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What If Trump’s Policies Aren’t Bullish For Banks After All?
From Zacks: There are enough reasons for banks and their investors to cheer, as President Trump’s policy goals appear to open a number of avenues for profitability. Among others, the expected roll back of the Dodd-Frank Act, which has been limiting banks’ business flexibility, could come as a big support.
But investor optimism may not last if the potential political upside finally proves to be an overestimation, even if Trump lives up to his promises.
Moreover, softer regulations might benefit banks’ earnings mostly from domestic operations. However, larger banks with significant international exposure might lose out on competitiveness due to ever-increasing international regulatory standards. Further, meeting international standards will restrict them from generating domestic revenues.
Though it is too early to make any negative assessment of the likely financial policies, easier lending standards and lesser regulatory restrictions could increase credit costs for banks, similar to what the industry witnessed just before the recession.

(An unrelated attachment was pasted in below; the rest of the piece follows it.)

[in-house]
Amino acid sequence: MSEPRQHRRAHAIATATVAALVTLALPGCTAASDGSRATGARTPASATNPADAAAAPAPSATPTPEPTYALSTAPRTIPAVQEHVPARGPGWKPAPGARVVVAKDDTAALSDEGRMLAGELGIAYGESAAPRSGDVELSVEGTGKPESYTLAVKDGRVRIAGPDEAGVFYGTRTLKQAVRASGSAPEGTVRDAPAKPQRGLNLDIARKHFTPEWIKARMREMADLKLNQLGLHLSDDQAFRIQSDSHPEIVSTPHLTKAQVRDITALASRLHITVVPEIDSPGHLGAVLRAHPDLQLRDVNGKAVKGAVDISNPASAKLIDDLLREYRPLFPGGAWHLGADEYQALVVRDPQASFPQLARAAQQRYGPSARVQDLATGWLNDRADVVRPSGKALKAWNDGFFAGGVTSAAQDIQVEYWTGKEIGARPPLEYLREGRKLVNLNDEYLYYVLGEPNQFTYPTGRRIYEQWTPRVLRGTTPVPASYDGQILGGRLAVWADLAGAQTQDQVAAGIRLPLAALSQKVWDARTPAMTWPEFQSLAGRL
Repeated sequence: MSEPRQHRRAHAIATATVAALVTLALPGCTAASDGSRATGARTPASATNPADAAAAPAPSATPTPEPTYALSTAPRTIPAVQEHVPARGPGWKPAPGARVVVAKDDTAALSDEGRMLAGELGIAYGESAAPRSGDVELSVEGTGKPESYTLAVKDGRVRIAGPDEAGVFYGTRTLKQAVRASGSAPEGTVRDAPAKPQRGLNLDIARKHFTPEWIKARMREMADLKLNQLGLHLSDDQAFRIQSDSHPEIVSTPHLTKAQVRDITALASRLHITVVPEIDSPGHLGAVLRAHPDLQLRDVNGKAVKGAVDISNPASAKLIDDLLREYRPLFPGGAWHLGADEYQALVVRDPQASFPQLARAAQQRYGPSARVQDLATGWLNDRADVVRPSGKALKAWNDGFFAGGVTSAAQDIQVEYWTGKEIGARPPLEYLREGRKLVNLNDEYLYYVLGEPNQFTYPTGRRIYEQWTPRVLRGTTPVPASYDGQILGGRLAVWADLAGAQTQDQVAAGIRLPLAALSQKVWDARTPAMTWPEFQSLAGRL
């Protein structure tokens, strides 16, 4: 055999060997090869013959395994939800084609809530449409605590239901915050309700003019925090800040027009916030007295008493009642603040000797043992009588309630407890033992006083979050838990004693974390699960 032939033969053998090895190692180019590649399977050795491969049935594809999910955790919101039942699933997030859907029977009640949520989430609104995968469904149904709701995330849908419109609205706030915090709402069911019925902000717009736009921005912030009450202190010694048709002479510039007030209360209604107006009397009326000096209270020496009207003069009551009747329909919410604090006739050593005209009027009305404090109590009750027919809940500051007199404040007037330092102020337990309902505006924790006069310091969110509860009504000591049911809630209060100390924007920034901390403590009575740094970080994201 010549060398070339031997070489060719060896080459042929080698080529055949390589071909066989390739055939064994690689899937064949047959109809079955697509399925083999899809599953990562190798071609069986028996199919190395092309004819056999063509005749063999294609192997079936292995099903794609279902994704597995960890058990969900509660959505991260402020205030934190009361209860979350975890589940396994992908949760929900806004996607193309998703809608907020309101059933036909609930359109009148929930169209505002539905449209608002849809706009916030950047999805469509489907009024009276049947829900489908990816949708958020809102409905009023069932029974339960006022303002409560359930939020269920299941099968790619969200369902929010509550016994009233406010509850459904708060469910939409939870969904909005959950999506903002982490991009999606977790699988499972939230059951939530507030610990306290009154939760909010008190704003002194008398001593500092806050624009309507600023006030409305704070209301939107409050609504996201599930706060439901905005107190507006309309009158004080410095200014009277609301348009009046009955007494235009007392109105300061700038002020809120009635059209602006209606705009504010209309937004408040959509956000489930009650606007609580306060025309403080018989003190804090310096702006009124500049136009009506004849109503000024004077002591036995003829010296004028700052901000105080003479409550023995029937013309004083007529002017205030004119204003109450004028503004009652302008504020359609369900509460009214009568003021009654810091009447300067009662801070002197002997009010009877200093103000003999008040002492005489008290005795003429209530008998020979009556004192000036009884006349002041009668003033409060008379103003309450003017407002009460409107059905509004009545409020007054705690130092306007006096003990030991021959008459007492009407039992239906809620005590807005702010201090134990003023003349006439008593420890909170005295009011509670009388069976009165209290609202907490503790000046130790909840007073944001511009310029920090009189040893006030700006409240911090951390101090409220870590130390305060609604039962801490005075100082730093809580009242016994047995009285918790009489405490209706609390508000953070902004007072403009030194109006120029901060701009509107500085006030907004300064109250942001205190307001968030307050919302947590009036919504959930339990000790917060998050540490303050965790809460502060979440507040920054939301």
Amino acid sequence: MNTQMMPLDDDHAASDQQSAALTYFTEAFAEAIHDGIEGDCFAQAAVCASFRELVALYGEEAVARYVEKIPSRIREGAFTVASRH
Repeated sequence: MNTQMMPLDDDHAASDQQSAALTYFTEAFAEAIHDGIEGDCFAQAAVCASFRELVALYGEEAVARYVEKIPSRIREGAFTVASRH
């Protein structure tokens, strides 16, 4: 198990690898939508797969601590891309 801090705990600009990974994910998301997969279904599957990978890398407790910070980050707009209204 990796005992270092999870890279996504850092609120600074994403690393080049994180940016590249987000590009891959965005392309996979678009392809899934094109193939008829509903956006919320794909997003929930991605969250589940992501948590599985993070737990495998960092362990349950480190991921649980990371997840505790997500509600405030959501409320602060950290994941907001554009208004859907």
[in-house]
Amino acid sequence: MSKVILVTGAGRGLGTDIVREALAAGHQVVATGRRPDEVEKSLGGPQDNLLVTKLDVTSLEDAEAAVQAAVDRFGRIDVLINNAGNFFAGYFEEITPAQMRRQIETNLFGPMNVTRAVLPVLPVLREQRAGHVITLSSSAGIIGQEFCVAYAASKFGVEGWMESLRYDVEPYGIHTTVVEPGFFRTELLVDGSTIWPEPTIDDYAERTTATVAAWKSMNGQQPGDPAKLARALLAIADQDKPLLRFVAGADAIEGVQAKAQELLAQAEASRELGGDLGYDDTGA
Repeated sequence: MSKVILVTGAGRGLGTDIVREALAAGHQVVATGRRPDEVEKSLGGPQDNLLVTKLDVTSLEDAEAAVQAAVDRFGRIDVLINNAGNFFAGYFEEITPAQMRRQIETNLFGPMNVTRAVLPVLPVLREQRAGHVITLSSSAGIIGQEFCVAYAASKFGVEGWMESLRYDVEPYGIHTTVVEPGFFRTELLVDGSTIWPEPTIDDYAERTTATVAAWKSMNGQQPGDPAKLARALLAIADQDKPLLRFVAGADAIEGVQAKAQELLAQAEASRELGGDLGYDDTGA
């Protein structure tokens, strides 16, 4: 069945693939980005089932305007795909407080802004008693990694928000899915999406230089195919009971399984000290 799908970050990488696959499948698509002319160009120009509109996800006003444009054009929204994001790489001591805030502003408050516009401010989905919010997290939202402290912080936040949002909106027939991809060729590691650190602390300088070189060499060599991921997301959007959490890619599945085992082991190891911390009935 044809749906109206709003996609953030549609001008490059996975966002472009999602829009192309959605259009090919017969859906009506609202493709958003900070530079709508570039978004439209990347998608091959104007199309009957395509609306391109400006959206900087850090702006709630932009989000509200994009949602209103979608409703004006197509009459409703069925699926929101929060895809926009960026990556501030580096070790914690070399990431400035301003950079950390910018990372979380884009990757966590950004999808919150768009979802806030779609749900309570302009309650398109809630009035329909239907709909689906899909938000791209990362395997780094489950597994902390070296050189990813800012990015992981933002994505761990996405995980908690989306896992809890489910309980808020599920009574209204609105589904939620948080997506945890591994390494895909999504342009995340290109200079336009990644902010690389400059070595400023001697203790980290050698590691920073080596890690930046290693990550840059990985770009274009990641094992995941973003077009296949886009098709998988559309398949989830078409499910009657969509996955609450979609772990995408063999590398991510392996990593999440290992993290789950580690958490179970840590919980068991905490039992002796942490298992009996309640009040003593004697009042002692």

Moreover, while the expected speedup of rate hikes and Trump’s pro-growth and business-friendly approach will instill some fresh energy into the banking business, there are a number of fundamental challenges to hold banks back from growing steadily.
Improvement in net interest margins – the difference between deposit rates and lending rates – is not expected to be robust in 2017. This is because the other two expected rounds of rate hike by the Fed are unlikely to take the interest rates near historical standards.
Other nagging factors – including exposure to the still-struggling energy sector, continued commodity price recession and global economic growth concerns – are also likely to dull the prospects of U.S. banks.
While the earnings performance of U.S. banks was not discouraging in the past few quarters, this was mainly attributable to the temporary defensive measures that they adopted to tide over legacy as well as new challenges.
Slowing loan growth over the last few months despite eased lending standards remains a concern. Since Nov 2016, commercial banks have seen the weakest loan growth in five years, per the Fed’s latest data. While growth in consumer loans remained strong, commercial and industrial credit growth shrank significantly.